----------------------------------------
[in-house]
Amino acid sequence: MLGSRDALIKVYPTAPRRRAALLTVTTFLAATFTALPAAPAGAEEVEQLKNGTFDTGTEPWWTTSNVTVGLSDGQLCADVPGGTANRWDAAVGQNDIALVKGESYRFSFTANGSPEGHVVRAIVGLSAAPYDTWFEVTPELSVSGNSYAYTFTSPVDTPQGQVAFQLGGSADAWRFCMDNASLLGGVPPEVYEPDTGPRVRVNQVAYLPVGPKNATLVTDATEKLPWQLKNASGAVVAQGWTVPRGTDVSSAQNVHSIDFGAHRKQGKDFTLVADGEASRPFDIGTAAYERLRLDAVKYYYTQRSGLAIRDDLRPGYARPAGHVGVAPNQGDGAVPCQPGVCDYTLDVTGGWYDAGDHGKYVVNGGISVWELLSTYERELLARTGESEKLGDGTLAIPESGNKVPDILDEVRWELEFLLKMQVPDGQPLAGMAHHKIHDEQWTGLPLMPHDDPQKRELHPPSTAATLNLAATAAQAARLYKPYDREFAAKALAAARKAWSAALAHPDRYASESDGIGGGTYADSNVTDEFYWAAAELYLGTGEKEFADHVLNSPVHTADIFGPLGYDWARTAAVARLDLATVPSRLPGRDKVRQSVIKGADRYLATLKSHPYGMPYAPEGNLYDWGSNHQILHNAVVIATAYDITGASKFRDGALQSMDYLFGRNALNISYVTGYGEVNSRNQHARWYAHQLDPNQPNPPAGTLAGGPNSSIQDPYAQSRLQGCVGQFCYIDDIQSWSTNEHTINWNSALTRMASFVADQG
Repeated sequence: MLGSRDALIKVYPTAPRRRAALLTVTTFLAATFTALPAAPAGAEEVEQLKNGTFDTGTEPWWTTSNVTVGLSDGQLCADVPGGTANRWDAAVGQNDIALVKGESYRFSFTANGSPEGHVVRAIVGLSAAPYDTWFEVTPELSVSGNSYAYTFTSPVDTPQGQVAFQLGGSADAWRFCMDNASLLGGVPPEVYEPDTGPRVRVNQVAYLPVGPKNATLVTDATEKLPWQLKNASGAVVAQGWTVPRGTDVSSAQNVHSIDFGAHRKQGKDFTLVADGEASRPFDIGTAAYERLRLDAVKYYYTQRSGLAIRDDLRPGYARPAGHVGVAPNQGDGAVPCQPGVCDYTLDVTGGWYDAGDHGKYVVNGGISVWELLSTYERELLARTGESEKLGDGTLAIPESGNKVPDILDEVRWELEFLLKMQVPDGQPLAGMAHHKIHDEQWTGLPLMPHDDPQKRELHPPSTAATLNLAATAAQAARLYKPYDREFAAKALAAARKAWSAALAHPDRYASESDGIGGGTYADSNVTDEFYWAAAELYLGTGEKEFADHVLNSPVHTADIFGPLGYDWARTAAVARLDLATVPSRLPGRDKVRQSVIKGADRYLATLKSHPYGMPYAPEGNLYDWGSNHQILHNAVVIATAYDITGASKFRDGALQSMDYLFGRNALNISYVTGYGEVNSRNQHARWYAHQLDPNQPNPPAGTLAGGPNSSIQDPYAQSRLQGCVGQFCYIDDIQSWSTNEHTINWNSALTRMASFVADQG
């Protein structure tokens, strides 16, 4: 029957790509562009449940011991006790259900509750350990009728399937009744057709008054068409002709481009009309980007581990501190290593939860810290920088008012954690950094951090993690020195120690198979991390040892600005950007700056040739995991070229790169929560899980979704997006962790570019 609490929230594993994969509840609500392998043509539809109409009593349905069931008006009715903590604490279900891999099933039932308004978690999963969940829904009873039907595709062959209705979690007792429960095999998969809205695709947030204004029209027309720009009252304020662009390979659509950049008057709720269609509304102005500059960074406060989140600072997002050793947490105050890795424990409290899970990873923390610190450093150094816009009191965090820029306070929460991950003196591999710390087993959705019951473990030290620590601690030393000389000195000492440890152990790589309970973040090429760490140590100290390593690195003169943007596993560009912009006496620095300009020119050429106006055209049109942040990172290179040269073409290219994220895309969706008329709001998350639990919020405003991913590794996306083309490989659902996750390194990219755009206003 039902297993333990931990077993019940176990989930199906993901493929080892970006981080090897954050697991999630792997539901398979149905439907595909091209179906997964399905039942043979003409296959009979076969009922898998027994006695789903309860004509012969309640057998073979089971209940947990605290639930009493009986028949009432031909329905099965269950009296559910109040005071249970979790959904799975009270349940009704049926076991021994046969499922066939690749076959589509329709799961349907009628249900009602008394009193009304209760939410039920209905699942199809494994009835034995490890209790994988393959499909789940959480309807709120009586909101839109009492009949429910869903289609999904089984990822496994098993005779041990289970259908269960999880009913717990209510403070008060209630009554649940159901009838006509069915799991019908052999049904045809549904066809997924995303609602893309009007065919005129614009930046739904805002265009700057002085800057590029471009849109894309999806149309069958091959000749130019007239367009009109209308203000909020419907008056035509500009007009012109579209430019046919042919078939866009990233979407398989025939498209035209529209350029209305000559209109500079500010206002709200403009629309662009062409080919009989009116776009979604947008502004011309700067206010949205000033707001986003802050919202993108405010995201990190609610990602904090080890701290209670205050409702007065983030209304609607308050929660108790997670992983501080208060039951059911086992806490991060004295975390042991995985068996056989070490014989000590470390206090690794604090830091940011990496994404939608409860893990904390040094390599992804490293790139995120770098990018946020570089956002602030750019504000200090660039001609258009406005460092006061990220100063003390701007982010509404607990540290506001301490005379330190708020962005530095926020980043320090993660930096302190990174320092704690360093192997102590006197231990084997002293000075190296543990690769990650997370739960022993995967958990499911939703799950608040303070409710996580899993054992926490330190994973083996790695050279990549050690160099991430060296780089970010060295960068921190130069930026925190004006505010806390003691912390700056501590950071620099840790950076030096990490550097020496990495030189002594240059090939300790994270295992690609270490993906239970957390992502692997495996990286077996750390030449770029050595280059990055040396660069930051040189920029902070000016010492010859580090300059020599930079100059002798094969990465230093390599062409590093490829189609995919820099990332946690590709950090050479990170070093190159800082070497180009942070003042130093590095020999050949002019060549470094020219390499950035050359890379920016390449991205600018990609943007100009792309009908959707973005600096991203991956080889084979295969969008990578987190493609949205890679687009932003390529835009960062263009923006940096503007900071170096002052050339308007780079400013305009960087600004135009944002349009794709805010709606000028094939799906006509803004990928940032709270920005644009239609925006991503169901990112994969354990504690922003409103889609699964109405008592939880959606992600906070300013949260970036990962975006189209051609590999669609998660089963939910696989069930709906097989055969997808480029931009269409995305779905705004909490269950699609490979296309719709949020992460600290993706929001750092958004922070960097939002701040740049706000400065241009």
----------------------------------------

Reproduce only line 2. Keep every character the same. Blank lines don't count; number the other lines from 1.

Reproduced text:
Amino acid sequence: MLGSRDALIKVYPTAPRRRAALLTVTTFLAATFTALPAAPAGAEEVEQLKNGTFDTGTEPWWTTSNVTVGLSDGQLCADVPGGTANRWDAAVGQNDIALVKGESYRFSFTANGSPEGHVVRAIVGLSAAPYDTWFEVTPELSVSGNSYAYTFTSPVDTPQGQVAFQLGGSADAWRFCMDNASLLGGVPPEVYEPDTGPRVRVNQVAYLPVGPKNATLVTDATEKLPWQLKNASGAVVAQGWTVPRGTDVSSAQNVHSIDFGAHRKQGKDFTLVADGEASRPFDIGTAAYERLRLDAVKYYYTQRSGLAIRDDLRPGYARPAGHVGVAPNQGDGAVPCQPGVCDYTLDVTGGWYDAGDHGKYVVNGGISVWELLSTYERELLARTGESEKLGDGTLAIPESGNKVPDILDEVRWELEFLLKMQVPDGQPLAGMAHHKIHDEQWTGLPLMPHDDPQKRELHPPSTAATLNLAATAAQAARLYKPYDREFAAKALAAARKAWSAALAHPDRYASESDGIGGGTYADSNVTDEFYWAAAELYLGTGEKEFADHVLNSPVHTADIFGPLGYDWARTAAVARLDLATVPSRLPGRDKVRQSVIKGADRYLATLKSHPYGMPYAPEGNLYDWGSNHQILHNAVVIATAYDITGASKFRDGALQSMDYLFGRNALNISYVTGYGEVNSRNQHARWYAHQLDPNQPNPPAGTLAGGPNSSIQDPYAQSRLQGCVGQFCYIDDIQSWSTNEHTINWNSALTRMASFVADQG